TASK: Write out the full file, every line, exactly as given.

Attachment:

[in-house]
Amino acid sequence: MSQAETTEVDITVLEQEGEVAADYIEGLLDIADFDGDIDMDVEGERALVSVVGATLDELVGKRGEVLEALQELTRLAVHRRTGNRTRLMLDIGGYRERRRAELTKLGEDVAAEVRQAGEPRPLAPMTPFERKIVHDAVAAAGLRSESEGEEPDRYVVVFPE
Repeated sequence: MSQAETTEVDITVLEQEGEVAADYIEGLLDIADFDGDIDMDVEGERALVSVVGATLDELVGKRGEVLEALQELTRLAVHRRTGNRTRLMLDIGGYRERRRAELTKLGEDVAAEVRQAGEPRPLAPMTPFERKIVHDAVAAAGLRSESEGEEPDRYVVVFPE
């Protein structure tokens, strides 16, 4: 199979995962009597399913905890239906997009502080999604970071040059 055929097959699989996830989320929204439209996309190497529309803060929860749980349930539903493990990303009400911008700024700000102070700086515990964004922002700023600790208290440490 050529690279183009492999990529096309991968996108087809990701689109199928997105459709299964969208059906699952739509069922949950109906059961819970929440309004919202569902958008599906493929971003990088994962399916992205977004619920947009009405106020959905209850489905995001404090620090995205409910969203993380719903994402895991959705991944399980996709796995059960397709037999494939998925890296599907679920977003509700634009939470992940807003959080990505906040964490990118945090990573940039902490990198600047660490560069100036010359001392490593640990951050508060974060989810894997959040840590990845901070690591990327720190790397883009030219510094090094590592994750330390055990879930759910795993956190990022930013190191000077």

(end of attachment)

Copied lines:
[in-house]
Amino acid sequence: MSQAETTEVDITVLEQEGEVAADYIEGLLDIADFDGDIDMDVEGERALVSVVGATLDELVGKRGEVLEALQELTRLAVHRRTGNRTRLMLDIGGYRERRRAELTKLGEDVAAEVRQAGEPRPLAPMTPFERKIVHDAVAAAGLRSESEGEEPDRYVVVFPE
Repeated sequence: MSQAETTEVDITVLEQEGEVAADYIEGLLDIADFDGDIDMDVEGERALVSVVGATLDELVGKRGEVLEALQELTRLAVHRRTGNRTRLMLDIGGYRERRRAELTKLGEDVAAEVRQAGEPRPLAPMTPFERKIVHDAVAAAGLRSESEGEEPDRYVVVFPE
């Protein structure tokens, strides 16, 4: 199979995962009597399913905890239906997009502080999604970071040059 055929097959699989996830989320929204439209996309190497529309803060929860749980349930539903493990990303009400911008700024700000102070700086515990964004922002700023600790208290440490 050529690279183009492999990529096309991968996108087809990701689109199928997105459709299964969208059906699952739509069922949950109906059961819970929440309004919202569902958008599906493929971003990088994962399916992205977004619920947009009405106020959905209850489905995001404090620090995205409910969203993380719903994402895991959705991944399980996709796995059960397709037999494939998925890296599907679920977003509700634009939470992940807003959080990505906040964490990118945090990573940039902490990198600047660490560069100036010359001392490593640990951050508060974060989810894997959040840590990845901070690591990327720190790397883009030219510094090094590592994750330390055990879930759910795993956190990022930013190191000077």